Problem-Solver’s Daily: We can fix Washington

WE CAN FIX WASHINGTON: Washington is still plagued by gridlock but it doesn't always have to be this way, write Victoria Reggie Kennedy and former Sen. Olympia Snowe. “Congress must also take steps to diffuse the endless cycle of political standoffs over the debt and government spending and revenues. A key first step would be to shift to passing a budget every two years, rather than annually. This would help restore budgetary discipline, and also provide additional time for Congress to engage in aggressive oversight of existing programs,” they write. Our biennial budgeting bill, Take the Time, Save the Dime, was recently passed by the House Budget Committee: Victoria Reggie Kennedy and Olympia Snowe for The Boston Globe: Washington can be fixed
HEALTHCARE DEBATE: “Senate Democrats unveiled an agenda Wednesday focused on the middle class and designed to help them keep the majority, but spent part of their press conference parrying questions about whether the Affordable Care Act would be a liability for Democrats in the November election. Senate Majority Leader Harry Reid, D-Nev., ripped Republicans for attacking the White House’s latest deadline extension aimed at giving people more time to sign up for health insurance beyond March 31,” write Humberto Sanchez and Niels Lesniewski. Lawmakers should come together with their opposition and create shared goals: Humberto Sanchez and Niels Lesniewski for Roll Call: On Obamacare, Harry Reid Says the Joke Is on Boehner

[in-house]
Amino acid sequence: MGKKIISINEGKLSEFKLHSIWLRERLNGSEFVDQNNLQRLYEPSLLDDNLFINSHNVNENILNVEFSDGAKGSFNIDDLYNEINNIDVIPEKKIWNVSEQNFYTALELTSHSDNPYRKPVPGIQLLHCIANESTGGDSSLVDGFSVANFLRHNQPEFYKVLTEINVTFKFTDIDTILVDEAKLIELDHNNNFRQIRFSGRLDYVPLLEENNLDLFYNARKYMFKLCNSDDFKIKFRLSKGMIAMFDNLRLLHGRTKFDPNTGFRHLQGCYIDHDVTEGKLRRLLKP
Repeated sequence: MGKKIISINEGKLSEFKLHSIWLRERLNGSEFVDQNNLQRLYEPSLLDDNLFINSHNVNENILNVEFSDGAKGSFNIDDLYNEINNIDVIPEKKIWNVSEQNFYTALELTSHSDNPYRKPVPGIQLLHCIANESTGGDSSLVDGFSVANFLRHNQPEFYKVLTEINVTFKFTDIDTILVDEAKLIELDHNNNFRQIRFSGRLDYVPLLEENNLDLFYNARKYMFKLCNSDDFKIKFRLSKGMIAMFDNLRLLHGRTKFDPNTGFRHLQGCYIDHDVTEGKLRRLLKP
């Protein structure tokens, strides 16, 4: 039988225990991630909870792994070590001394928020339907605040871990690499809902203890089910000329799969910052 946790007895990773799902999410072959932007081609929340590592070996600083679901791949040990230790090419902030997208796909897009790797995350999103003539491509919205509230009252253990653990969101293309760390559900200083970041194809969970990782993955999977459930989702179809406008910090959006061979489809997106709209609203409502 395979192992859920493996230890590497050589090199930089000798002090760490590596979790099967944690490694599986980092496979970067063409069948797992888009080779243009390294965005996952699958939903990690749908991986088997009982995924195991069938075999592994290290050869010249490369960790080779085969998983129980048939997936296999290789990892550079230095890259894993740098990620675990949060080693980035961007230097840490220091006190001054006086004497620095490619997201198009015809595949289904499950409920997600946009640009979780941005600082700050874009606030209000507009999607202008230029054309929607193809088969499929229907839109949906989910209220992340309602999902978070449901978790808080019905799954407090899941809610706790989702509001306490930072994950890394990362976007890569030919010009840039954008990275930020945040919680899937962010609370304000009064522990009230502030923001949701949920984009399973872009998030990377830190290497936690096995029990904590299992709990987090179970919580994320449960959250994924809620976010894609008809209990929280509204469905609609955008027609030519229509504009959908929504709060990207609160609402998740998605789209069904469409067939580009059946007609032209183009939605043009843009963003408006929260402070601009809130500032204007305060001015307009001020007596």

UPCOMING VOTE: The Senate is expected to vote Friday on an extension of unemployment-insurance benefits, regardless of if a deal is reached or not: Niels Lesniewski for Roll Call: Unemployment Benefits Headed for Friday Senate Vote
NO LABELS RADIO: Tune in to No Labels Radio with Gov. Jon Huntsman on Saturday at 10 a.m., Eastern time, on SiriusXM's P.O.T.U.S. (channel 124). Tweet with us using #NoLabelsRadio!
ICYMI: Gov. Jon Huntsman wrote about why our country needs a national strategic agenda. Check it out the article for here.
THE DAILY BREAK: Are you as excited as we are for the cherry blossoms to bloom in Washington, D.C.? Take a look at these photos of the beautiful trees.
STAT OF THE DAY: “The number of people filing new claims for jobless benefits fell last week, a sign of improvement in the U.S. job market's painfully slow recovery. Initial claims for unemployment benefits, a measure of layoffs across the economy, fell by 10,000 to a seasonally adjusted 311,000 in the week ended March 22, the Labor Department said Thursday,” write Ben Leubsdorf and Jonathan House: Ben Leubsdorf and Jonathan House for The Wall Street Journal: Jobless Claims Fall to 311,000


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